Saturday, November 03, 2007

Most People are Unaware That They are Being Tracked on the Internet

Samuelson, Annenberg Report: Consumers Believe Privacy Policies
Prohibit Common Advertising Practices

October 31, 2007 -- In advance of the Federal Trade Commission's Town Hall on behavioral advertising, (“Ehavioral Advertising: Tracking, Targeting, and Technology.” The event will bring together consumer advocates, industry representatives, technology experts, and academics to address consumer protection issues raised by the practice of tracking consumers’ activities online to target advertising - or “behavioral advertising.”)
The Samuelson Clinic and the Annenberg Public Policy Center have released a report (PDF) showing that most consumers think privacy policies prohibit common online advertising practices.

The study shows that individuals do not understand the basics and legality of information collection techniques. In a new poll of California adults sponsored by the Samuelson Clinic and conducted by the University's Survey Research Center, 37% thought that privacy policies prohibit websites from analyzing the data they collect directly from users. When Annenberg explained the third- party network advertising model to survey respondents, 85% did not agree that a "valued" site should be able to serve clickstream advertising to them based on visits to other websites. The Annenberg survey also makes clear that many consumers do not understand or think through the privacy implications of sharing their real name and email address with a website. The report builds upon a joint paper released at the Federal Trade Commission's 2007 "Tech-Ade" event, and recommends that the Commission police the term "privacy policy," so that sites advertising the term provide protections consistent with consumer expectations.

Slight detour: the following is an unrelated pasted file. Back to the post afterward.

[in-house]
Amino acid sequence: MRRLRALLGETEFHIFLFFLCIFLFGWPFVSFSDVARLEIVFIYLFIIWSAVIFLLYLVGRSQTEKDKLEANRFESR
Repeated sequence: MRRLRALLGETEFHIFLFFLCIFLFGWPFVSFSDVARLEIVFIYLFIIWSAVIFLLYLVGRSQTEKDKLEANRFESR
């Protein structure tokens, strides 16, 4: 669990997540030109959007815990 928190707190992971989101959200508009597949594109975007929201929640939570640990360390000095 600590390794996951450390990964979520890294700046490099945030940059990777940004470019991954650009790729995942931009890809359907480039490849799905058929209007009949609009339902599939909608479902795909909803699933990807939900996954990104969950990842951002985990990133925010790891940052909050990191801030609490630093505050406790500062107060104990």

The Behavioral Ehavioral Advertising: Tracking, Targeting, and Technology townhall meeting webcast is available and people are advised to submit a comment.

FILING A COMMENT— Deadline: COB Friday, November 16, 2007

Any person also may submit written comments on the topics to be addressed at the Town Hall. Comments may be submitted via e-mail to or by mail to Secretary, Federal Trade Commission, Room H-135 (Annex N), 600 Pennsylvania Avenue, N.W., Washington, D.C. 20580. Comments must be received by COB Friday, November 16, 2007.

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